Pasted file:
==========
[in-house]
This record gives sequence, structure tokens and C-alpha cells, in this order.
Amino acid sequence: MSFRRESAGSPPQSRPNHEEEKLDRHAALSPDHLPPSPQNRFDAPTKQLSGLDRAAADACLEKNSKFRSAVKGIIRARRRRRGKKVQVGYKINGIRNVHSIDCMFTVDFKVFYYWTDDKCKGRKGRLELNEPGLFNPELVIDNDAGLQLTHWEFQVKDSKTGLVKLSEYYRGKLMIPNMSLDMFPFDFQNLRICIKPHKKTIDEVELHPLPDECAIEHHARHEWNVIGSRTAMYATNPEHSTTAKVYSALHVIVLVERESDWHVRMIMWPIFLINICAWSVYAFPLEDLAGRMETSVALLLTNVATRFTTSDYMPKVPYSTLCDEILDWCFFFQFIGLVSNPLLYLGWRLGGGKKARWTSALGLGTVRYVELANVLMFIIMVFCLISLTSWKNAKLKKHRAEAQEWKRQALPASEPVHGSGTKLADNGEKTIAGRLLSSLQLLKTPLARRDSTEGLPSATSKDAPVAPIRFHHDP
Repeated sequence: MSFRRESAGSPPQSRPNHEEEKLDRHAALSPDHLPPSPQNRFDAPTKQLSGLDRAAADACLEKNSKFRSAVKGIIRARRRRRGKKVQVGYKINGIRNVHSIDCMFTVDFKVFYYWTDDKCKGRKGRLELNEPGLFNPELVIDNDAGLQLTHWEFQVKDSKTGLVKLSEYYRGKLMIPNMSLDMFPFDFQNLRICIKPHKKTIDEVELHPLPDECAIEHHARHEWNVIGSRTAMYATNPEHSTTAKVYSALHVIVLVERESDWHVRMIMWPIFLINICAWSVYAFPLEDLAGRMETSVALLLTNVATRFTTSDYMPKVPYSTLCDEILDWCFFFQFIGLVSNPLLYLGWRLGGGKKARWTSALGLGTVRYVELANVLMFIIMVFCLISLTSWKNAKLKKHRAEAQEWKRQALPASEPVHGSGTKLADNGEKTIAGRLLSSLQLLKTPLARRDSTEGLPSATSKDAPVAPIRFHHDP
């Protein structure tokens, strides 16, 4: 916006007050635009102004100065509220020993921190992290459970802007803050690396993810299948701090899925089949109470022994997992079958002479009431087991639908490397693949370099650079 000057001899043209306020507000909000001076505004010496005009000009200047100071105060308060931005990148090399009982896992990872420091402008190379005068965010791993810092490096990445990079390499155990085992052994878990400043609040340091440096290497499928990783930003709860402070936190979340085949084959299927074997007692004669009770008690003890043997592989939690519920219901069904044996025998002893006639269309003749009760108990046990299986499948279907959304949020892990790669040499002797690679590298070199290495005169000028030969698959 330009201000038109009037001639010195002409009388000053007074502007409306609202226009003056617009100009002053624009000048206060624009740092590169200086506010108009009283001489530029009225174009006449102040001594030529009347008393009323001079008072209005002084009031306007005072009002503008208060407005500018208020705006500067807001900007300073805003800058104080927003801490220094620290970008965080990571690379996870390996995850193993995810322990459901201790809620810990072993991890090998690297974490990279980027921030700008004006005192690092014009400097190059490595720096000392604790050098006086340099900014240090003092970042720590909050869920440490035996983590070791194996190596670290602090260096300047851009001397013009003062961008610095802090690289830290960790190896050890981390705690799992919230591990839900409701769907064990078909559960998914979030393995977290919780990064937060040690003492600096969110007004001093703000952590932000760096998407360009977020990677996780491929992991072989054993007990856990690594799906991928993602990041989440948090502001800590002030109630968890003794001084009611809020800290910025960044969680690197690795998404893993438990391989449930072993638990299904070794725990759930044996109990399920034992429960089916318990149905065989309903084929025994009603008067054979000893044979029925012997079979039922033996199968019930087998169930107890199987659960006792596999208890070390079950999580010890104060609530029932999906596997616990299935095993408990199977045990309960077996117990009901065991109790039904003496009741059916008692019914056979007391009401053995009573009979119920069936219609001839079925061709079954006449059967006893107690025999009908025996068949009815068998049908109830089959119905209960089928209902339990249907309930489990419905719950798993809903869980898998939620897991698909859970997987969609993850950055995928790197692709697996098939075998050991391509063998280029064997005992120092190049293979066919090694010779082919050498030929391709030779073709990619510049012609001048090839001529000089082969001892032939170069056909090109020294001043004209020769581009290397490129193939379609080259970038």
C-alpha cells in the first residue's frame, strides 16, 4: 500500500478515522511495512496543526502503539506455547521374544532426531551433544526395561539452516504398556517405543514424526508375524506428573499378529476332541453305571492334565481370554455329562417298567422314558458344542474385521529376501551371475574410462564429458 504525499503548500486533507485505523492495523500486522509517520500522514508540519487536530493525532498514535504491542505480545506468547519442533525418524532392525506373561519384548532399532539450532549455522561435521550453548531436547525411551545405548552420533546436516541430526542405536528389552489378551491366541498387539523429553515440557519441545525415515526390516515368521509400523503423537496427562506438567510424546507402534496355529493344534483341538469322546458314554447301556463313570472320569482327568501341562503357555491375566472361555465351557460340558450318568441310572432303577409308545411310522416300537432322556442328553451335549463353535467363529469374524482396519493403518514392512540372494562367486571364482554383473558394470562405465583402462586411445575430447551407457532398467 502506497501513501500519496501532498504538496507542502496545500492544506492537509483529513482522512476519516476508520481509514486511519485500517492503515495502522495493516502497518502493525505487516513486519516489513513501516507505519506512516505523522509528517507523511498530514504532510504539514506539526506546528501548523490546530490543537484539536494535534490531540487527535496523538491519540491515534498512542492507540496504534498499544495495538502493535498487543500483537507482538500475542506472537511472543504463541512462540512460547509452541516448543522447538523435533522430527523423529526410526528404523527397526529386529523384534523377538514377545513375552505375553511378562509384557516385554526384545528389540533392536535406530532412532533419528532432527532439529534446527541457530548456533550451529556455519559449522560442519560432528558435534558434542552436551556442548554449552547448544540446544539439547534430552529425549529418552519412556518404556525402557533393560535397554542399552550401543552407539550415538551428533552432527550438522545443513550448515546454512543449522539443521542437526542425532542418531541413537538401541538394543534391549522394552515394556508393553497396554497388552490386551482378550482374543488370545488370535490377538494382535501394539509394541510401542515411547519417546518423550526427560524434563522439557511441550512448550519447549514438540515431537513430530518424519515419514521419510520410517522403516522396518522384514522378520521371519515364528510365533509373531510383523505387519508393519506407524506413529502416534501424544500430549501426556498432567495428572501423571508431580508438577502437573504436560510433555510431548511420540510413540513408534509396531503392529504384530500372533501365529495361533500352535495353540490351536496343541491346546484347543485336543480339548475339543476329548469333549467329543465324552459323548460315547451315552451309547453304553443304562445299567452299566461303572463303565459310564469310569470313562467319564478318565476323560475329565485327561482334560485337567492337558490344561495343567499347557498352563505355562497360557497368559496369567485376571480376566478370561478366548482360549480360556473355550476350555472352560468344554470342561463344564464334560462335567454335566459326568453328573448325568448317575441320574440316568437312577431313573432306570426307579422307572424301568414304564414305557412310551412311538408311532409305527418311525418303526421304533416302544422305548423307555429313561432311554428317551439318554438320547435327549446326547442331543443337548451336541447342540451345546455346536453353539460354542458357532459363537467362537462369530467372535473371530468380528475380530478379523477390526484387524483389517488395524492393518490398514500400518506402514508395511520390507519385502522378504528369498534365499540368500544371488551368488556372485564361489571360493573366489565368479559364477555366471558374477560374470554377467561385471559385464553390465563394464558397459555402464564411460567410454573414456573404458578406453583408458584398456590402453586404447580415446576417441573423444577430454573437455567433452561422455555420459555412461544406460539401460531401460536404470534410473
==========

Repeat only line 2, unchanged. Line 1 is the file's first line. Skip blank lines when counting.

This record gives sequence, structure tokens and C-alpha cells, in this order.